A perennial tussock grass around 1m tall with fibrous roots and small, oval seeds. Nassella tussock is unpalatable to livestock and invasive in valuable pasture.
- Leaves are fine and wiry, bright green, and upright in small plants, becoming duller and drooping as they mature.
- Leaves feel rough when rubbed from tip to base.
- Stem bases are swollen, hard, and look like small shallots.
- Flower/seed heads are drooping and purplish, occurring mid-spring to mid-summer.
- Seeds are purplish brown with a very long bristle at the tip.
- Seeds dispersed by wind and attachment to animal pelts. Human-mediated dispersal through contamination of clothing, footwear and machinery.
- Some land is more susceptible to nassella tussock infestation, this includes north-facing hillsides and/or free-draining soils where dry conditions or pastures open up each year. In these sites, with less competition from other pastures, nassella tussock can flourish.
What you need to know
Invasive in open habitats. Unpalatable to livestock and selective grazing may displace valuable pasture species and native plants.
This is a declared pest managed under the Canterbury Regional Management Plan 2018 – 2038 (PDF file, 10.6MB) within the sustained control programme.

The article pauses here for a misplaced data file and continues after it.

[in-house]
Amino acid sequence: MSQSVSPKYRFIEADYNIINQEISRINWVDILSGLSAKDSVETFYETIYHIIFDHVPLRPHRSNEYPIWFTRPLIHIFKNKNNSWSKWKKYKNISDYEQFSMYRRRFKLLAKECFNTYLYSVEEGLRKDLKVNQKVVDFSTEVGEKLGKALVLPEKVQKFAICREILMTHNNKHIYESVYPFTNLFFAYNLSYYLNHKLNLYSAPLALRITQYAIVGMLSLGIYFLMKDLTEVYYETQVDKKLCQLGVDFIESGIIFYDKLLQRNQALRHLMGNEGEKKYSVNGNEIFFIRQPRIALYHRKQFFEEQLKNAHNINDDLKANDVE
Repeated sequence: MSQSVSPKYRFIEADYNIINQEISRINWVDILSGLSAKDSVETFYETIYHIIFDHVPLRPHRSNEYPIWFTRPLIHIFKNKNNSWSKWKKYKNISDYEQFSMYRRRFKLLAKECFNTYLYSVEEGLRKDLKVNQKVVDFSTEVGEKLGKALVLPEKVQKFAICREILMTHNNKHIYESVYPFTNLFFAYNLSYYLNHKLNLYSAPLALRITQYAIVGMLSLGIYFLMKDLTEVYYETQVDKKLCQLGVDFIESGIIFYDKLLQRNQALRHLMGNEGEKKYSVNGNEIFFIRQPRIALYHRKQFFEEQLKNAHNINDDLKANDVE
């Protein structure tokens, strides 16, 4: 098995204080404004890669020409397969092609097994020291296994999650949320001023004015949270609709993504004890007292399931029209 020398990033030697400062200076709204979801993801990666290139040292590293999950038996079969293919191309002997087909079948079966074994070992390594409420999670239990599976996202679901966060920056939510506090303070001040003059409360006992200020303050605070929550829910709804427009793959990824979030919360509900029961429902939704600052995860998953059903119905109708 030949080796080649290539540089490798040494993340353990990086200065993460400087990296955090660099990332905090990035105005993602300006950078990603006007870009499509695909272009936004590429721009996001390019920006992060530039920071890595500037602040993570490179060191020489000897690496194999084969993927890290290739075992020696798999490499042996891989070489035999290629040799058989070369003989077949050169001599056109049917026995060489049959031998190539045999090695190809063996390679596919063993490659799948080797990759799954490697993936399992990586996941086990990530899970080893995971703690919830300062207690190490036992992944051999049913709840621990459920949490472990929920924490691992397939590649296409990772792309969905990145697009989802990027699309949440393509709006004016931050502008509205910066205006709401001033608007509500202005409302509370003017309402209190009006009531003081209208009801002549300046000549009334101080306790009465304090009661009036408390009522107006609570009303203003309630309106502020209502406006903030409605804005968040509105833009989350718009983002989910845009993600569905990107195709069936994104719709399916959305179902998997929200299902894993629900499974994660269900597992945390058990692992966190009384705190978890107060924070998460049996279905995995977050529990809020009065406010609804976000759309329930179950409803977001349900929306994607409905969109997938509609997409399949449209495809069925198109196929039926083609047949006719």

Pests in the sustained control programme vary greatly in their distribution across the region. Some are found in low numbers, while others are already well-established pests.
The intention of the sustained control programme is to reduce the impact on values and spread of a pest onto neighbouring properties.
We will work with affected land occupiers to meet this goal.
Canterbury land occupiers are required to control nassella tussock annually before it seeds. All nassella tussock plants need to be removed by either:
- 30 September for most properties in Waitaha/Canterbury,
- or 31 October for high-density infestations in the Hurunui district.
Digging out nassella tussock with a hand tool, or 'grubbing' is the most common removal method. You must remove all of the root system, making sure not much soil is left on the grubbed plant, otherwise, they will continue to grow and reattach to the ground.
Always carry a grubber with you to pick up any isolated plants you may come across.
Herbicide treatment can be an effective and efficient way to reduce dense infestations. These can be applied by hand, ground or aerial boom. Active ingredients registered for the control of nassella tussock include glyphosate (short-term knockdown) and sodium flupropanate (root-absorbed residual herbicide, currently not in production).
Caution: Always read labels and follow instructions and check your chemical application will be compliant with your regional plan/s.
Visit our nassella tussock page for all information regarding nassella tussock control.